The relationship between LDL-C in the elderly and all-cause mortality is also controversial. The results of clinical studies in a 75-year-old population by Nilsson et al. showed that there was no correlation between LDL-C and all-cause mortality,16 while a study on the relationship between lipoprotein cholesterol levels and mortality found that there was a negative correlation between LDL-C and all-cause mortality in an elderly population ≥ 70 years old.17 However, a number of current interventional trials of lipid-lowering drugs have confirmed that LDL-C-lowering therapy in elderly individuals ≥ 75 years old significantly reduces the risk of cardiovascular death or all-cause mortality.18–23 Our results are consistent with the results of the intervention study.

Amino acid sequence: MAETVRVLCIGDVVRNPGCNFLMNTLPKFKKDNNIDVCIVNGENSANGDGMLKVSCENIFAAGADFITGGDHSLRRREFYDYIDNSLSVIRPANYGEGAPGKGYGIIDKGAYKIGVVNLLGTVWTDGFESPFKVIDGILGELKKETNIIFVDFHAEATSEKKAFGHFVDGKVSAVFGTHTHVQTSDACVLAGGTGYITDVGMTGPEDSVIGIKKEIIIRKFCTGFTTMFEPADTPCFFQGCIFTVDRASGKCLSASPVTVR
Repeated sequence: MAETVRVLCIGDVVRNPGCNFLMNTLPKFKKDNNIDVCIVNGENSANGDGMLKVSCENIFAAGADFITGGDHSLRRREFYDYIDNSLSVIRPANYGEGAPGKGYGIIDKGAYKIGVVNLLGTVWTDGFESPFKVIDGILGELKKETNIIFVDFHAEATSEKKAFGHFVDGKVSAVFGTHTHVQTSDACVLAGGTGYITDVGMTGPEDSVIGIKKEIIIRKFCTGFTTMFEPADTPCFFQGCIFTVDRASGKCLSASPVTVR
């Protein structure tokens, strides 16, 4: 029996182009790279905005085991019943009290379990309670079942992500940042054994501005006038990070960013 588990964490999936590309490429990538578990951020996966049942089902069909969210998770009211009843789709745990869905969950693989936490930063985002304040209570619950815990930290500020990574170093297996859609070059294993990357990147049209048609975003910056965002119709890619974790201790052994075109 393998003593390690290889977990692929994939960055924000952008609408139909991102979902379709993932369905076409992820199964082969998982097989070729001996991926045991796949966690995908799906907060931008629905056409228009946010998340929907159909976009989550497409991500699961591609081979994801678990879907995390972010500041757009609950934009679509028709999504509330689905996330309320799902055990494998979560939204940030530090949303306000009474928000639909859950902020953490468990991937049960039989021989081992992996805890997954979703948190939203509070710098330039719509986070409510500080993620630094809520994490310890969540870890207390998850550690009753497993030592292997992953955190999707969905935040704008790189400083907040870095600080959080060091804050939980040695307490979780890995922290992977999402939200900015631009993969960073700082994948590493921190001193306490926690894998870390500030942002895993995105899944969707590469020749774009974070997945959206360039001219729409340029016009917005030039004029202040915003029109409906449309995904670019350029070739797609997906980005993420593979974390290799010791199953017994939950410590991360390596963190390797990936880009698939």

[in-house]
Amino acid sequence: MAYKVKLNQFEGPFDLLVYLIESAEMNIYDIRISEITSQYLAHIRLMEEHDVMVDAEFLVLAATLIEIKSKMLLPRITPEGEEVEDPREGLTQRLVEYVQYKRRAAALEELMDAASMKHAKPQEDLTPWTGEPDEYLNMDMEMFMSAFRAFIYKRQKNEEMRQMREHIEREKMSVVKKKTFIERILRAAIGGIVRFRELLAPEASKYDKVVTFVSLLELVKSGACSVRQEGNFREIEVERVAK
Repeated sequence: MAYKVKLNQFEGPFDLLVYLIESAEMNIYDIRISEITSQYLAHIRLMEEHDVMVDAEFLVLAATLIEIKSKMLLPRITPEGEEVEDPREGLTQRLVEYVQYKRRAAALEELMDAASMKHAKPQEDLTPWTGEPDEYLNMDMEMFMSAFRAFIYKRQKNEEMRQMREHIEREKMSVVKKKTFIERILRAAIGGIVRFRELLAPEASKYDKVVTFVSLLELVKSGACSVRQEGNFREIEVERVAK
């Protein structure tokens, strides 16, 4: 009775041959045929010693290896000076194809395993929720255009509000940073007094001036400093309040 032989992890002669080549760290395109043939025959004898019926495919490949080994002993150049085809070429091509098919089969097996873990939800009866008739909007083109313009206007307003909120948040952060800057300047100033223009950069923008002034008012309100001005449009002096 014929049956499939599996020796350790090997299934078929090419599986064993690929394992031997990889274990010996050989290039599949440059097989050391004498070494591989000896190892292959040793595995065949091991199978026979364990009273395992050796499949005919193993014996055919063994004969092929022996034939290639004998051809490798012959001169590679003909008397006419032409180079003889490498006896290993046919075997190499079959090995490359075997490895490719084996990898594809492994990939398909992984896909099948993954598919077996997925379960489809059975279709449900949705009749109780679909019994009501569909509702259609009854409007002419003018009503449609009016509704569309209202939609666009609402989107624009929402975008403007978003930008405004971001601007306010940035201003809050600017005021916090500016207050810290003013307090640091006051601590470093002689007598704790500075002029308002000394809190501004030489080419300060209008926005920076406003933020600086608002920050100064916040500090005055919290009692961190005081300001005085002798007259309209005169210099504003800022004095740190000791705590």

Among our observation subjects, the average LDL-C level of the appropriate level group was 2.87 mmol/l, which was higher than the target LDL-C value of 2.6 mmol/l for primary prevention, but the CVD risk in the appropriate level group did not increase, while the risk of death increased by only 12% (P = 0.045). Therefore, a target value of 2.6 mmol/l for primary prevention among elderly patients may not be appropriate. According to our research, the target value can increase to 3.4 mmol/l.
Old age is an unchangeable risk factor, and elderly individuals often have multiple diseases. Therefore, randomized controlled trials often exclude elderly individuals. Even if elderly subjects are included, many conditions are set, and the results are not universal. The results of this research are derived from real-world data, so it has the value of promotion. Based on our research results, we support some guidelines, such as the 2018 Guideline for U.S. Blood Lipid Management11 and the 2019 Guideline for the Management of Dyslipidaemia in European Society of Cardiology/European Atherosclerosis Association,24 which are recommended for longer life expectancy (more than 1 year) and recommend that elderly patients ≥ 75 years old with elevated LDL-C levels should be given lipid-lowering treatment.